The military regime that followed with all credit due tried to right what was wrong in its own way. But due to its nature it did not succeed. Remember the Imperial regime failed by the sheer will and determination of the masses of people. The Derg circumvented the will of the people. Both systems failed because they did not fulfill the aspirations of their people. But we got to admit things did not stay the same as they were before. Claiming otherwise is a futile attempt to deny reality. The change brought about has not yet fulfilled our hopes. That is exactly why there is so much dissatisfaction in our country today. Our people deserve better is our general sentiment.
That is exactly why the host asked a very intelligent and deep question. She said ‘How do you see Ethiopia, how do you see Oromos reconciling so you all want Ethiopia rather than this major group, major ethnic group felling they have a lot of grievances –where do you go to now, what is the way forward? This was the perfect opportunity for the guests to shine. To rise above the rhetoric, the blame game, the victim syndrome and use the program to be a teachable moment for their Oromo constituents and for the rest of Ethiopians. They failed miserably. Their purpose was to insistently talk about the past instead of what could be achieved in the future together with the rest of the oppressed masses of Ethiopia. They failed to recognize their dream is our dream, their liberation is our liberation and the future belongs to all of us together. It was a missed opportunity to help our people see beyond victimhood and paint a bright future in bold colors.
Our Ethiopian/Oromo guests were reluctant or unable to state what exactly they want but instead deluded the hosts with horror stories by traveling back in time and drawing a nightmarish Ethiopia of conquests, slavery and dark moments. You see the problem with that analysis is no country or nation on planet earth can claim immune from the untold horror stories that accompany nation building. China, Russia, France, England, USA, Brazil, Bolivia, South Africa, Ghana, Ethiopia, Canada etc. etc. were all the outcome of conquest. It is not unique to our country. Just because the current Woyane regime intensifies the contradiction for its own narrow aims, just because they preach hate, just because they feed on our ignorance there is no reason we should repeat after them and take our country to hell.
Except for our northern cousins most of us in the south, center, east and west of our country are a very mixed blood people. We have lived together for eons, intermarried, and lived in harmony for a very long time. I remember when discussing lineage was frowned upon. The TPLF came and said everybody to your Kilil and a lot were unable to define themselves. Our Woyane masters were totally confused with this phenomenon. Twenty years into this game it is sad to see people singing the same old song.
Our guests seem to conveniently forget a certain part of history where the OLF leadership partnered with TPLF. The OLF was used by TPLF thugs to commit untold atrocity in certain parts of Ethiopia. The OLF leadership disarmed and abandoned their troops to be humiliated and massacred. We understand. We are the victims of TPLF policy too. We are familiar with ANDM that is betraying our people. We certainly recognize Bene Shangul Gumuz and SNNP that is carrying out ethnic cleansing fueled by TPLF, we are familiar with Afar and Gambela hired puppets that are displacing our brethren from their ancestral lands, we feel the pain of our Somali Ethiopians that are going thru hell on earth. All atrocities are committed by TPLF using local people as a front.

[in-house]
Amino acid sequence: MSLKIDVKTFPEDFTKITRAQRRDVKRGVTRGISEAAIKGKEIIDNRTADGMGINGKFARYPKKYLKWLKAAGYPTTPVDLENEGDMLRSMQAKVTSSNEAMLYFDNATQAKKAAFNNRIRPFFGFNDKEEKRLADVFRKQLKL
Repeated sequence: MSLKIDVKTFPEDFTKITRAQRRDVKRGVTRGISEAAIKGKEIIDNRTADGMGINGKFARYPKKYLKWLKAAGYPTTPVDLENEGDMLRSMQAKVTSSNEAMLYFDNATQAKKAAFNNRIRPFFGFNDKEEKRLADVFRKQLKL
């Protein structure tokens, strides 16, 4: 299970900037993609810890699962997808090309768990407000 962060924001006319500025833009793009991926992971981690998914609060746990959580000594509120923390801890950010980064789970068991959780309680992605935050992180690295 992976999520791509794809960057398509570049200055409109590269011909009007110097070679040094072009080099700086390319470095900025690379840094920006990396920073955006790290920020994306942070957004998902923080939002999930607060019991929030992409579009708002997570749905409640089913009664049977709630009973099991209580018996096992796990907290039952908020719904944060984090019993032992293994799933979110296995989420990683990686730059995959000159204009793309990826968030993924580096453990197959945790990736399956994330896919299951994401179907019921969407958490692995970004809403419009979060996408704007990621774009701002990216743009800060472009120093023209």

Well my friends, the Amhara and Tigrai peasant, the Oromo herder, the Afar pastoralist, the Sidama farmer, the Gambelan fisherman have one thing in common, they are all victims of a policy by the Tigrai based so called Ethiopian regime. It is only when these dispersed groups unite and challenge the heavily armed minority regime that real change can happen. This idea of confronting the enemy as bands of warriors is not going to work. This idea of going on a television program and reciting atrocities from hundred years back is a no brainer. It gives the speaker some tiny ego massage but it does the cause they stand for no good. It is a disservice to our people and a complete joke on our intelligence. We have come a long way, we have seen so much, we have experienced a lot and we should be treated with a little bit more respect.
On a recent lecture on crisis leadership, Nancy Koehn a Harvard Business school historian said what we need is wisdom, because ‘information …does not equal knowledge, and knowledge does not equal understanding, and understanding does not equal wisdom.’ It is not a good thing when some of our learned friends prey on the ignorance and weakness of our people to reduce grave problems into simplistic formulas of us against them. That road has been tried and it has not taken us anywhere. Leadership requires making the hard choices no mater unpopular. In the same lecture Professor Koehn quoted the novelist David Foster Wallace and his definition of leadership-‘effective leaders are individuals who help us overcome the limitations of our own selfishness and weakness and fears and get us to do harder, better, and more important things than we can get ourselves to do on our own’.
It is a beautiful definition and that is what is needed of those that aspire to be future leaders. Work hard to enhance our strength rather than magnify our weakness, strive to bring the best in us instead of catering to our worst instinct, show us the road to the Promised Land not dwell on what we left behind. It is never too late to change. We pray for change.